Man acts as though he were the shaper and master of language, while in fact language remains the master of man.
I have been thinking about language a lot lately. I have a saying which is let’s not get lost in the forest of maybe. It is the place where a lot of advertising ends up before it is made. The simple reason it often happens is the imprecision of language. Let me give you an example. Take the word real. In your mind, think what the word means to you. Whatever you thought, it can mean many other things. Real can mean authentic. It can mean gritty. It can mean a documentary. It can mean unvarnished. From the streets. Full of unrestrained emotion. It can mean showing things as they are. My point is whatever you think it means it can mean other things. This is the path to the forest of maybe. But there are other ways to get there.
Take the word Metaverse. What does it actually mean? 6 months ago, it didn’t exist. Then it did. If you listen to any conversations in the marketing world at the moment you will hear terms like blockchain and NFT’s sprinkled into sentences like confetti from the future. The power of the new. It is something our industry does to create energy and possibilities. It is not that any of these terms are wrong but just that they can mean many things and that normally involves very different levels of investment. Never let anybody tell you money is not important when it comes to creativity. Ideas might cost nothing. Making them real does not.
In the past, we have had other words and phrases. Pokemon Go, data is the new oil, Google Glasses, Vine, VR and AR just to mention a few. They were the things creating excitement and energy. They were also used to seem contemporary and of the moment. And then this weekend a company made a television commercial that consisted of a QR code for the Super Bowl and our industry got very excited. To be clear, this is a technology that nobody gave any love to for a decade. I guess there is a big difference between words and ideas.
The great photographer Sir Norman Parkinson once said the purpose of fashion is to change. I often think that same need lies inside advertising. And that can often be wrapping paper without a gift. Language can impress but in the end you better have an idea. While thinking about this I bumped into the picture above. It sums up everything in a single image.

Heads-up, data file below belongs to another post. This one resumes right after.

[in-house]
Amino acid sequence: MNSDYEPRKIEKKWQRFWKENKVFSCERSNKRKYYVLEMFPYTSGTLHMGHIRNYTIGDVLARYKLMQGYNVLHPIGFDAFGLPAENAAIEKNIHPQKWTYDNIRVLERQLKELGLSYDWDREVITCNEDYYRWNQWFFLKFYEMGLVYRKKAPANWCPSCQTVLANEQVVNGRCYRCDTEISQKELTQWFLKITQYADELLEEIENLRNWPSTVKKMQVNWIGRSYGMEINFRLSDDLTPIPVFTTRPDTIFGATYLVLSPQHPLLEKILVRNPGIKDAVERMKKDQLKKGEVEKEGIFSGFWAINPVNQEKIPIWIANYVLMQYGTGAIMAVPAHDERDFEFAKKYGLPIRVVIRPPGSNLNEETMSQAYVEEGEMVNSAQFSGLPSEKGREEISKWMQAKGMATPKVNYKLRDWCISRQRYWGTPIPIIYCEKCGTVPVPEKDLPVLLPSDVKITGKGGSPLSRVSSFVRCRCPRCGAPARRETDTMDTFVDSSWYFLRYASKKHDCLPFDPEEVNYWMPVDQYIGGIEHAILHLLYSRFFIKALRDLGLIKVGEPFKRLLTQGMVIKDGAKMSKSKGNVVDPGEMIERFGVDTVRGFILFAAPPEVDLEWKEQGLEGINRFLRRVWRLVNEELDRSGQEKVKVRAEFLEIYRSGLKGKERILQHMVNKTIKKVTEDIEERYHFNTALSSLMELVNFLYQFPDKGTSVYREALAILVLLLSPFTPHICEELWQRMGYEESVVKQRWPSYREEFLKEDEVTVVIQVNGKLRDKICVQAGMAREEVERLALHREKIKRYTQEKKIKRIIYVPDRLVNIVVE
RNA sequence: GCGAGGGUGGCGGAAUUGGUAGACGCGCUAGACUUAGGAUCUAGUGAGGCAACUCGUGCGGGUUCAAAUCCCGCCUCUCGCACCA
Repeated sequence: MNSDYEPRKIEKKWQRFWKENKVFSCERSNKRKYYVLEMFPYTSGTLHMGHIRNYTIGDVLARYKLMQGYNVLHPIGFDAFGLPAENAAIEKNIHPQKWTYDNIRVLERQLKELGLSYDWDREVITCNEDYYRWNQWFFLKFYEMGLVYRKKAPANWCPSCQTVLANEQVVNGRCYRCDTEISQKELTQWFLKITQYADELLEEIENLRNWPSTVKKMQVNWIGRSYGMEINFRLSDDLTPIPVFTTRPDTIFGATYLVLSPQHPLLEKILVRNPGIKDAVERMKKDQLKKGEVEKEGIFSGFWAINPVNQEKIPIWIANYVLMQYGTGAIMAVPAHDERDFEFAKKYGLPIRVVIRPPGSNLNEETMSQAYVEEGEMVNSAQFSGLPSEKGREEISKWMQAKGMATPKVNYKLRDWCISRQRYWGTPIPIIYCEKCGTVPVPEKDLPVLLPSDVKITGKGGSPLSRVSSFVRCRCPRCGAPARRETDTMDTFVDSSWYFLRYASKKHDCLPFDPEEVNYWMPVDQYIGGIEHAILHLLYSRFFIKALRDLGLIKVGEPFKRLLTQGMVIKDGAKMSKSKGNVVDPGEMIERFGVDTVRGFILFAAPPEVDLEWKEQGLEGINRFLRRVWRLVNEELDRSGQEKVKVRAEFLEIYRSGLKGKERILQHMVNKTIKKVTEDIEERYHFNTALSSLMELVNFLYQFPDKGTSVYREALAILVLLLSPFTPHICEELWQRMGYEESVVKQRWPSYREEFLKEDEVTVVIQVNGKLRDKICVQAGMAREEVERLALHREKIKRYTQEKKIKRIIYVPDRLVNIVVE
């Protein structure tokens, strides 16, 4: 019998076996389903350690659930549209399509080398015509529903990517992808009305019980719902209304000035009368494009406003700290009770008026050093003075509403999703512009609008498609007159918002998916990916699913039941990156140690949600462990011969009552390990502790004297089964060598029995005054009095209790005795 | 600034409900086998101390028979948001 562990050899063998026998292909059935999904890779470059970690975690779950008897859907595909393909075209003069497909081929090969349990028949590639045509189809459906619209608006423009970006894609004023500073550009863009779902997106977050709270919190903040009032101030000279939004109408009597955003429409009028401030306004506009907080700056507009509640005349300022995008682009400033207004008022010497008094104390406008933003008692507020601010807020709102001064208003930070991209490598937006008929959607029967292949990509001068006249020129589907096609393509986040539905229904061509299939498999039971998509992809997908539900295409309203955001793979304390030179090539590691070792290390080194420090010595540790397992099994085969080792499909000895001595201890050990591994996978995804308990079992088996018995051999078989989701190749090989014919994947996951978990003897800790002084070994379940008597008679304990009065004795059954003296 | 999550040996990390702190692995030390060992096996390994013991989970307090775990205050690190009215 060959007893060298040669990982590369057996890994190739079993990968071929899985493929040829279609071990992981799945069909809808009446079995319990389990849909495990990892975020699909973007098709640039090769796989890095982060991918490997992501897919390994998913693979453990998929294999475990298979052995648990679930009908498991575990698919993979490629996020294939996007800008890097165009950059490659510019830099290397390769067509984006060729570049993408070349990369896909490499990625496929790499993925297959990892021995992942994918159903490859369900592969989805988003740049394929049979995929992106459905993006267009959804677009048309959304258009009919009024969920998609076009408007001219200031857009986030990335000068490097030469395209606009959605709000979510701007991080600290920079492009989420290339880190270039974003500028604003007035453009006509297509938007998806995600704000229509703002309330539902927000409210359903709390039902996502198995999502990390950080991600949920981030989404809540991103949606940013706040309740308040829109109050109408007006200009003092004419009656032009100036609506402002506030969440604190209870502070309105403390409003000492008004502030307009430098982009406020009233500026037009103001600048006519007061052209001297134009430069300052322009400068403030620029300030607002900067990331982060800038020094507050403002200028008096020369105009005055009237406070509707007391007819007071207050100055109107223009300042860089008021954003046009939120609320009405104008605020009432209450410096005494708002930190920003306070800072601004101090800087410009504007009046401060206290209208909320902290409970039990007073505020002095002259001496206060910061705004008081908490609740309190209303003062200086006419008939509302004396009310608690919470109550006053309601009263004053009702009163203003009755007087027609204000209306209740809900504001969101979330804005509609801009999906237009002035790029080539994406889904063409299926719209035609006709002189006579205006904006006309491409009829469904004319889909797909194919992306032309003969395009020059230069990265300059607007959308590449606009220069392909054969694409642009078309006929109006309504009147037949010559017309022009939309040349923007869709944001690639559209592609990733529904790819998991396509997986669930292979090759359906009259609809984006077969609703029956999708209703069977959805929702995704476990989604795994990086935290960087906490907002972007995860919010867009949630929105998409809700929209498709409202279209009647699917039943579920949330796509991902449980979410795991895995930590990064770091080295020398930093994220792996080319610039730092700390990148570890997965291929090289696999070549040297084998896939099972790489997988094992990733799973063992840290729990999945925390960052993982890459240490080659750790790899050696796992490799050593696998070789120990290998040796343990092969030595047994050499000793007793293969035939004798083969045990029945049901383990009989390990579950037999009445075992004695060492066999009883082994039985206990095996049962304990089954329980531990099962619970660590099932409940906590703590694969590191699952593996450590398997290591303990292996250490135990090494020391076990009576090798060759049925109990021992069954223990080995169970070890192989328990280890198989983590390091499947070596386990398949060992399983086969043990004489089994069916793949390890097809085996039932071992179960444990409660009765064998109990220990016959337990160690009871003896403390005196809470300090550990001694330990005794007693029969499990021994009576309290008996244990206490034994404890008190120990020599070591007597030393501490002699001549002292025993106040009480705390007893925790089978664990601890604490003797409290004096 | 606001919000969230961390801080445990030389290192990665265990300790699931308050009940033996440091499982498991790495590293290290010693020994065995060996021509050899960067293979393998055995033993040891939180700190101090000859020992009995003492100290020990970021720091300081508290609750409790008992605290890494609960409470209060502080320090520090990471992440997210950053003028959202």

The old saying is that words have power. But, perhaps there is a flip side. Words lose their power. They lose meaning and feeling. This occurs when words are used over and over. Or, it happens when what those words mean do not suit your purpose and you begin to stretch the truth using language. When this happens we start saying things like brands are religions. Sounds good, but what does it mean? We have just entered the forest.
Why does this matter and why does it happen? The simple answer is the familiar becomes less and less noticed. The familiar becomes boring. Language loses its charge and there is an understandable desire to make those words powerful again. It is the battle between accuracy and intensity.
It is a schism that exists in our business. On the one hand we want clarity. We want it all to make sense. On the other hand, we want to sell things, concepts and ideas. We want human beings to do stuff. The solution is to create emotion. Emotion drives behaviour far more than clarity on its own. So, we get weird phrases like turning customers into fanatics. And you don’t have to look far to see how weird it can get. If you look at companies like WeWork or Theranos at their core there is was a religious fervour. When you tell people what they are doing is special and deeply important they will go to ridiculous lengths to make that true. I mean WeWork sells space in buildings but to the people that worked there it came across like it was a cure for cancer.
If you read Amanda Montell’s excellent book Cultish you realise this way of speaking has become far more prevalent than we think. She looks at modern exercise programmes like Peloton and F45, Jim Jones and Donald Trump and everything in between to try and define what a cult is. It turns out it’s way more difficult than we think. The main ingredient seems to be language and how it is used. If you know secret words or phrases you feel part of something. You feel special. Another is measurement gives meaning to people. When you can see progress you can see movement in your life. Many tech brands understand this very well. Another secret ingredient is conviction. And it might very well be the most underrated ingredient of all. It also just happens to rely on language for success. Conviction gives people a solid path. It creates direction. This is incredibly powerful. And this normally starts with people believing that something is better than something else. I said believe rather than know.
Which brings us back to language. Which brings us back to selling.
Watch a documentary like the Tinder Swindler on Netflix and you can see just how dangerous absolute conviction and use of language in the wrong hands can be.
The question is in a world that loves the rational and the measurable how much is selling still about conviction and persuasion?
If the examples above prove anything, it is that people desperately want language to create a path of simplicity and understanding. But, language can do a lot more. It can also create conviction. A certainty of feeling. In a word, belief. This seems to be how you get people do just about anything. And I do mean anything.
Let’s choose our words carefully.